Friday, May 26, 2017
A handful of teenagers decide to throw a rip-roaring Halloween party at a haunted mansion. But, as it turns out, the stories people tell about the mansion are real. It is haunted, and Halloween is the worst time to hang around that house.
With its straight-forward plot, Night of the Demons is one of those movies that should be an enjoyable horror B-movie. It has all the pieces!
A stalking camera, just like in Evil Dead!
Even a bit of gore! (though, honestly, it's pretty tame in this department)
But it's all been done before...and way better...in other movies. The film isn't really bad, but it's not good either. And it certainly isn't so bad that it's good. It just kind of flatlines somewhere around the time you realize it's not going to live up to its potential (for me, that was when the first demon possession resulted in some lipstick face-painting).
After that, it just limps across the finish line.
Recommended only for 80s horror completionists. Otherwise, watch Evil Dead 2 and/or Cabin in the Woods for a better combination of campiness and high schoolers battling demons.
Wednesday, April 26, 2017
With movies like Kung Fury, Turbo Kid, Wolf Cop, video games like Far Cry 3: Dragon Blood, and (most recently, as of writing) the Netflix series Stranger Things, there seems to be a revival of sorts for 80s nostalgia lately. I cannot tell you how much I love it. Especially when it's done right.
While Manborg gets a few things right, by absolutely nailing the tone, it misses the mark a bit with a story that's fueled by cliche and cultural references.
|But it can be overwhelming without the story to compensate.|
The movie opens with a scene between two brothers in what is essentially Alternative World War Something (against the Machines). One brother is killed by the big bad guy. The other is saved and turned into Manborg. You might find some similarities between Manborg and the Mandroid (as seen in Eliminators)...that wasn't unintentional.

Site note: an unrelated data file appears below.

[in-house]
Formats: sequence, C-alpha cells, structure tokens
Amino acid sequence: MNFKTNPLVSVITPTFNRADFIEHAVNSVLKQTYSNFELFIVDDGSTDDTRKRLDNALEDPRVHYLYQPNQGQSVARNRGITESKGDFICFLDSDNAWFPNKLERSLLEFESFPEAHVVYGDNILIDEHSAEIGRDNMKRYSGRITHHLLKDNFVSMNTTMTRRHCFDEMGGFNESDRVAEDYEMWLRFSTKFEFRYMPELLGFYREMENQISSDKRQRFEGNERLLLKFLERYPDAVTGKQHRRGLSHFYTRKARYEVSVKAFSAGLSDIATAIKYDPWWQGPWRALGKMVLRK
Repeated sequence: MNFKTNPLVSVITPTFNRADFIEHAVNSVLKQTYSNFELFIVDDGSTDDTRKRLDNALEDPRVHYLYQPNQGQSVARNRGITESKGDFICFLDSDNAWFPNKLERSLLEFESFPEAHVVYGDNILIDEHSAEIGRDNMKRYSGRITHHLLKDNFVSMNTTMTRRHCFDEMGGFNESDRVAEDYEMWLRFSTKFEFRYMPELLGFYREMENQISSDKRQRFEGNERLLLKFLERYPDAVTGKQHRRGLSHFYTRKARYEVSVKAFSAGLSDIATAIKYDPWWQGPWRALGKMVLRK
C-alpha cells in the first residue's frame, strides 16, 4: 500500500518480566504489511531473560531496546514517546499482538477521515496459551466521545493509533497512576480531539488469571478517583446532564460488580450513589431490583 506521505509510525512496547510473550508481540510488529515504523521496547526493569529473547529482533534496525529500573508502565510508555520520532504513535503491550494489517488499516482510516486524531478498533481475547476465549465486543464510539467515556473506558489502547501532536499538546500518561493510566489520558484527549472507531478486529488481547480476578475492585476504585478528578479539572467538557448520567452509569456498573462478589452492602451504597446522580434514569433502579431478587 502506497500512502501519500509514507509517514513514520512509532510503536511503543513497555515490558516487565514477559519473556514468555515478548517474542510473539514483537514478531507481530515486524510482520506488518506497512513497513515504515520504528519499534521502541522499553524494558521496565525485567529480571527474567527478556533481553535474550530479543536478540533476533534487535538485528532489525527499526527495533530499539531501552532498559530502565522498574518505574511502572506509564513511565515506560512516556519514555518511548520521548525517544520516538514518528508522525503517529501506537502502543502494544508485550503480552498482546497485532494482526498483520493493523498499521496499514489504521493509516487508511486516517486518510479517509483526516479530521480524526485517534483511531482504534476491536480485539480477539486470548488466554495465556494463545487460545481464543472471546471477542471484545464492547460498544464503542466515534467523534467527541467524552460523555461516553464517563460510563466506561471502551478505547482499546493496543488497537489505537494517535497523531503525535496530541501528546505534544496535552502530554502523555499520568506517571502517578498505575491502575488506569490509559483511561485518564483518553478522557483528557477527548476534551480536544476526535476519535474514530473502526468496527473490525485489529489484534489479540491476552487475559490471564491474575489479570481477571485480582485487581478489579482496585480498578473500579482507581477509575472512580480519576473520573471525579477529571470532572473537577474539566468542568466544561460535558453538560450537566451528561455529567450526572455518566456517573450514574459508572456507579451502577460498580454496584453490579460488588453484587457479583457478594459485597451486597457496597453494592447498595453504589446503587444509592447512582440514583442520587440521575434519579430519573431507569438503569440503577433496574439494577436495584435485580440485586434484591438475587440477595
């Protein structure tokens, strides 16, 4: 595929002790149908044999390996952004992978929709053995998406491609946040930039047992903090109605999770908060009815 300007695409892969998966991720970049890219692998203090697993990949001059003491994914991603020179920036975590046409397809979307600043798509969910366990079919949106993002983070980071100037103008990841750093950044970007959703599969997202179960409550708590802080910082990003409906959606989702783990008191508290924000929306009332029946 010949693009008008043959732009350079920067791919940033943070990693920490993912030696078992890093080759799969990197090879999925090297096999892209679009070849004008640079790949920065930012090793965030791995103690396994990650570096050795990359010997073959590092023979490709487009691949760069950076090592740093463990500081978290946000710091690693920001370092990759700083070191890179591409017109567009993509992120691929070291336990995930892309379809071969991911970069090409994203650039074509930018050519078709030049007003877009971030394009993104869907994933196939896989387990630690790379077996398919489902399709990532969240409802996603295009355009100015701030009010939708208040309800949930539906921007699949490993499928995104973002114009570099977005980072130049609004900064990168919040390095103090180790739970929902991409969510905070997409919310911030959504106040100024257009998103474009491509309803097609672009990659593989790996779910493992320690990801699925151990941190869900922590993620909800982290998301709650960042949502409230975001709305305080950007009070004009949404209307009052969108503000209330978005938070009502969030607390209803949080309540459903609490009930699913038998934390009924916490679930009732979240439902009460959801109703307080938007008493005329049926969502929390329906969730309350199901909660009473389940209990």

The references to other 80s source material don't stop there. The film includes a plethora of other wink-wink nods...like the martial artist "Number One Man" (a reference to Sonny Chiba's Street Fighter), stealing the basic story-line from Mega Man, and the anime-like knife throw seen above.
And that's the problem.
While it's interesting to toss retro-references at your audience at the approximate rate of six-per-scene, the story still has to be interesting enough to hold their attention. If this movie had, perhaps, avoided going (close to) full feature-length (like Kung Fury did, to great benefit), it might not have collapsed under its own weight.
|There's some decent stop-motion, at least. Don't see enough of that these days.|
Recommended only if watching with people who fondly remember this stuff and can jump in with commentary when you all get bored.
Friday, April 14, 2017
The film opens with a mixture of New Wave style and mustache twirling evil. Not a bad start as the villain enacts his plan to give drugs to cyborgs that make them kill for pleasure. One of the scientists who learns about the scheme escapes with evidence. Her first thought is to find someone who can help. Enter: Jock Tightstring! Eeerrr. *reads notes* I mean, Matt Riker!
|Tighty-white fighting is a great intro to our hero|
Turns out, this movie's cyborgs can do whatever weird thing the script, plot, or imagination demands. So. without any precursor, we get Stretch Armstrong Cyborg.
Quickly followed by cyborg death by face-electrocution.
After this action scene, there's five straight minutes of some of the most baffling world-building exposition. In it, we get these gems (actual lines from the segment):
And moments later...
And that's just a peek at the movie's first act. Throughout, the acting is wooden, the fight choreography lumbers, the soundtrack repeats hilariously, and the writing is patched together with chewing gum and chicken wire. This is a special kind of B-Movie.
Highly recommended to anyone who loves really good trash cinema.
(Like Eliminators and Badlanders, you can frequently find this film showing on Comet TV)